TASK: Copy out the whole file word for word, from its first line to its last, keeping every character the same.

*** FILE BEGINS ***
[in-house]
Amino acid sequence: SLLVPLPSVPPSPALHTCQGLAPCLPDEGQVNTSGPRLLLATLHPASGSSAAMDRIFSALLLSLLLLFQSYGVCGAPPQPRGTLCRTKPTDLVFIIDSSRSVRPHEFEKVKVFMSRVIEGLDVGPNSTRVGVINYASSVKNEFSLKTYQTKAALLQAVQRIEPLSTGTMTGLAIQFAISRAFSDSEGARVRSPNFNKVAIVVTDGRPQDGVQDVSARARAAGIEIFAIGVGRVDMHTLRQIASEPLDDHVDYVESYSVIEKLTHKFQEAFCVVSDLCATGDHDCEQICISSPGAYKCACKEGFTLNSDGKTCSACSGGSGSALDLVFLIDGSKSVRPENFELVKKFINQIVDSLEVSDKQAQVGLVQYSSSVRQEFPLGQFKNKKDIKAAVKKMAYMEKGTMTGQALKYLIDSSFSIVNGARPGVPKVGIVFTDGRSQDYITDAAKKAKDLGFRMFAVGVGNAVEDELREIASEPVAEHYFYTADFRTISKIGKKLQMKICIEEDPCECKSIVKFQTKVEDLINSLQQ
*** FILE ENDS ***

[in-house]
Amino acid sequence: SLLVPLPSVPPSPALHTCQGLAPCLPDEGQVNTSGPRLLLATLHPASGSSAAMDRIFSALLLSLLLLFQSYGVCGAPPQPRGTLCRTKPTDLVFIIDSSRSVRPHEFEKVKVFMSRVIEGLDVGPNSTRVGVINYASSVKNEFSLKTYQTKAALLQAVQRIEPLSTGTMTGLAIQFAISRAFSDSEGARVRSPNFNKVAIVVTDGRPQDGVQDVSARARAAGIEIFAIGVGRVDMHTLRQIASEPLDDHVDYVESYSVIEKLTHKFQEAFCVVSDLCATGDHDCEQICISSPGAYKCACKEGFTLNSDGKTCSACSGGSGSALDLVFLIDGSKSVRPENFELVKKFINQIVDSLEVSDKQAQVGLVQYSSSVRQEFPLGQFKNKKDIKAAVKKMAYMEKGTMTGQALKYLIDSSFSIVNGARPGVPKVGIVFTDGRSQDYITDAAKKAKDLGFRMFAVGVGNAVEDELREIASEPVAEHYFYTADFRTISKIGKKLQMKICIEEDPCECKSIVKFQTKVEDLINSLQQ